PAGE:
An Edelman perspective on making meaningful
employee connections that deepen engagement,
build trust and accelerate business performance.

MARCH 2015


The release of Fortune’s 100 Best Companies to Work For
rankings has many leaders asking, what’s the secret? How
can my organization become a top-rated employer of
choice? Is there an app for that?
While there’s no magic, one-size-fits all formula for
creating a company people can’t wait to join, we’ve observed
the following five trends among this year’s highest-rated
organizations, plus questions to help every employer to
evaluate their own workplace:
Law firm Perkins-Coie has a “no jerks” environment. One of Zappos’
core values is “create fun and a little weirdness.” No matter the terminology,
employees at top-rated companies consistently describe their organization as a family - not
the dysfunctional kind that makes visiting an exercise in anxiety management, but a place
where leaders and peers take care of one another.
A family culture starts with leaders who place building relationships with employees high up
on their list of priorities, setting an example for the rest of the organization. The CEO of
Arthrex eats lunch with employees in the company cafeteria and invites them to vacation at
his Montana ranch. At Kimley-Horn, the CEO takes new hires to lunch, and at Hyland, senior
executives chauffeur staffers from the parking lot to the office in golf carts during an annual
employee appreciation day.

Interestingly, nearly half of the
employers on this year’s list are
privately held companies, and
many of these are family-owned.
The latter appears to boosts a
company’s overall
trustworthiness in developed
markets, according to the
Edelman Trust Barometer.

Granted, the bigger the company, the harder it is for
leaders and employees to interact personally. But many
large organizations maintain a sense of family through
policies and leaders that support employees.

American Express, for example, enables employees to
work from home, operates wellness centers in each of
its major U.S. locations and sponsors global employee
affinity networks. Similarly, employees at Edward Jones
11,000+ branch offices voice tremendous respect for
leadership, who in return grant them autonomy to do
their jobs and balance their personal and professional responsibilities.
Questions for every company to ask:
 What actions – big and small – do our leaders take to build trust with employees?
 How consistently do leaders across various business units and locations model
relationship-building behaviors?
 Is our culture reflected in policies that support employees?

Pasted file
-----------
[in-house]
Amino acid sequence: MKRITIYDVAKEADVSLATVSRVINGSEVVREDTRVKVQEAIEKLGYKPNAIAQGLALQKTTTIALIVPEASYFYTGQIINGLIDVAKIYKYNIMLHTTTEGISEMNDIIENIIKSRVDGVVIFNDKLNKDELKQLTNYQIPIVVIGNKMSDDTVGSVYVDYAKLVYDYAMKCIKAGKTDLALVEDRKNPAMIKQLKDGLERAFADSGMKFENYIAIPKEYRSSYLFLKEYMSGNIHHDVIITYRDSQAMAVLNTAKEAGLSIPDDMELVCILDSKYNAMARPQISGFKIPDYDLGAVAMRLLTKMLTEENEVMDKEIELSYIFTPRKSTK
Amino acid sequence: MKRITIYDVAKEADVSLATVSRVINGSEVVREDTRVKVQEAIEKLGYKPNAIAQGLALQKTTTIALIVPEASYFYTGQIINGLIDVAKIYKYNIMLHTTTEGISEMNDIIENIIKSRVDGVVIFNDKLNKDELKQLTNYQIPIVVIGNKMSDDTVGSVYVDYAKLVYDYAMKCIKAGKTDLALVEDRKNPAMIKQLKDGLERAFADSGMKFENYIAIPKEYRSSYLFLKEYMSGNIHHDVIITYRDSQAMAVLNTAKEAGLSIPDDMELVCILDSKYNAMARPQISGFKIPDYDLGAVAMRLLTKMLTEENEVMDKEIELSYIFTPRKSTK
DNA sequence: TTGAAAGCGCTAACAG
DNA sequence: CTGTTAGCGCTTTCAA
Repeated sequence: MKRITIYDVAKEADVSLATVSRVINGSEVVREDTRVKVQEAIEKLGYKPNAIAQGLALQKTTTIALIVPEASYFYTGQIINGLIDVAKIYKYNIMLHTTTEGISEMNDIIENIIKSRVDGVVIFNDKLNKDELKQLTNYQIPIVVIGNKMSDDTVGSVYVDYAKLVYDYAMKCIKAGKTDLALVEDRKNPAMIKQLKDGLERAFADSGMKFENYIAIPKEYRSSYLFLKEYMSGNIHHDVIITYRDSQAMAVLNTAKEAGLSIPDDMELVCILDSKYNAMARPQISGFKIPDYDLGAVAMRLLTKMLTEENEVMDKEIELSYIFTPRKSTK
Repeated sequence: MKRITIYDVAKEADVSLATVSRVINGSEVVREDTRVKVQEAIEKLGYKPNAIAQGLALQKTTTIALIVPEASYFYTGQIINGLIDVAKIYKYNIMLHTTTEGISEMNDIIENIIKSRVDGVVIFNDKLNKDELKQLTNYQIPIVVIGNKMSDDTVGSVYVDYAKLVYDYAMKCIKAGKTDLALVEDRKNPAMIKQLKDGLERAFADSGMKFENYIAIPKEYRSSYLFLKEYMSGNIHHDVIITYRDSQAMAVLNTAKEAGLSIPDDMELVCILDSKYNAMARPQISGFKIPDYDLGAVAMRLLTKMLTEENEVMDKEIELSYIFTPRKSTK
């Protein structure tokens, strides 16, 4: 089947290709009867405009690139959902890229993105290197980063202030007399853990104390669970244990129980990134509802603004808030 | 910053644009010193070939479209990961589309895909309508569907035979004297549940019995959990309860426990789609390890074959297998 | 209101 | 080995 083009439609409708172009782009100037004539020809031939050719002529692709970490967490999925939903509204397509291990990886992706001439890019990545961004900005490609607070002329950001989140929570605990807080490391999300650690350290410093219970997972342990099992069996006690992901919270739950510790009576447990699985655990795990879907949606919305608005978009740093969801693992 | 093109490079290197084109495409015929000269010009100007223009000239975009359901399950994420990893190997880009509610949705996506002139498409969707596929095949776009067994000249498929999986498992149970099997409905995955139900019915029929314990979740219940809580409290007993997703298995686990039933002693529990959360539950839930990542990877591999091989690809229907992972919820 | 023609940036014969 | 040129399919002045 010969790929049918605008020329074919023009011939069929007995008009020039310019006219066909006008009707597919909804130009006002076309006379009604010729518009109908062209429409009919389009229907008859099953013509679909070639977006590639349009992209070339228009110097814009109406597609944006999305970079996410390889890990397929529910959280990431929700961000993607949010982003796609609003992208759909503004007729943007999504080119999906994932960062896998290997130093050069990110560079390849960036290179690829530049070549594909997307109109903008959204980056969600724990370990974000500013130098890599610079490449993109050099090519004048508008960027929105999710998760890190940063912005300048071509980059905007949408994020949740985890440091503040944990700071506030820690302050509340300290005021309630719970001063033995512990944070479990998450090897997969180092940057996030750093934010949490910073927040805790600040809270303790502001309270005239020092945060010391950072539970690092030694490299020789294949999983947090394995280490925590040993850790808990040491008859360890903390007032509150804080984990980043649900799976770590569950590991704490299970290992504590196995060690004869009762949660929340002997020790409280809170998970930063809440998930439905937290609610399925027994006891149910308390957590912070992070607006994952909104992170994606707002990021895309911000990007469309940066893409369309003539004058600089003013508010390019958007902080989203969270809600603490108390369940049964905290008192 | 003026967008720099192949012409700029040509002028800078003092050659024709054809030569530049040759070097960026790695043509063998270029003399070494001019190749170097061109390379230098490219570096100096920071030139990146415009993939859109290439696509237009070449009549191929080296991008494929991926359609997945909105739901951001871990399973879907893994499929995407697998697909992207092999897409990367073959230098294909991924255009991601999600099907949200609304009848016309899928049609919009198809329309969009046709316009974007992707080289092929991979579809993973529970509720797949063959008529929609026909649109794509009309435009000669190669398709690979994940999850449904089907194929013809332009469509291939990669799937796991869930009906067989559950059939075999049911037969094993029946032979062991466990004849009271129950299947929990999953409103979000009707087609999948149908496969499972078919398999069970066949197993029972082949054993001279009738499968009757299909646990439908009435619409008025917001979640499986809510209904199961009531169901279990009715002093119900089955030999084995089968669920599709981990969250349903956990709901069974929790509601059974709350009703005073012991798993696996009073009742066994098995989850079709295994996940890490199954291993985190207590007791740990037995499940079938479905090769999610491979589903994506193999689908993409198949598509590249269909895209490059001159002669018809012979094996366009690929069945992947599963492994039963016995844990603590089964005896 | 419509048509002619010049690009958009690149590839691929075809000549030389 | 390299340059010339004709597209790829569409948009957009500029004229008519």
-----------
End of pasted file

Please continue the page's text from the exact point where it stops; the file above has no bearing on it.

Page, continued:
Google’s napping pods may make headlines, but rest assured the company didn’t capture
the #1 spot yet again just because it provides a quiet place to sleep at work. Perks and
benefits are, in fact, material symbols of something far less tangible: a company’s
willingness to invest in its relationship with employees. There’s Acuity, whose 8 percent
contributions to employees’ 401(k) plans and 50-pound holiday gift boxes are generous by
any standard. Wegmans stands out among grocery stores for offering tuition reimbursement
to part-time employees, and Riot Games stands out from….well, just about everyone by
giving employees unlimited paid time off. Such benefits vary by company, but the underlying
message is the same: You are important to our company.
This investment also extends to development programs that train employees to propel the
business – and their own careers – forward, such as KPMG’s Business School and job
rotations, Quicken Loan’s 10-week new-banker course and VMWare’s Global Speaker Series
featuring Novel laureates and TED fellows.

Questions for every company to ask:
 To an outsider looking at the sum of our employee benefits, development and
support programs, what story are we telling about how we invest in our people?
 Are employees aware of all the resources available to them, and do they take full
advantage of them?
 Do we know what prospective and past employees are saying about our culture in
exit interviews, on social media and on job rating sites, and do we have a strategy for
engaging with or responding to commentary?
From cashiers to call centers, front-line staff are literally the face of their organization,
wielding enormous influence over customers’ opinions of the company and its brands. Many
of the companies on this year’s list, such as Nordstrom, Four Seasons and Zappos, are
synonymous with spectacular service. This is largely the result of treating employees not as
commodities but as powerful brand ambassadors, giving them license to exceed customers’
expectations without micro-management.
Kimpton Hotels, for example, actively encourages
employees to express their uniqueness as human
beings; this emphasis on individuality inspires staff to
take a more personalized, creative approach to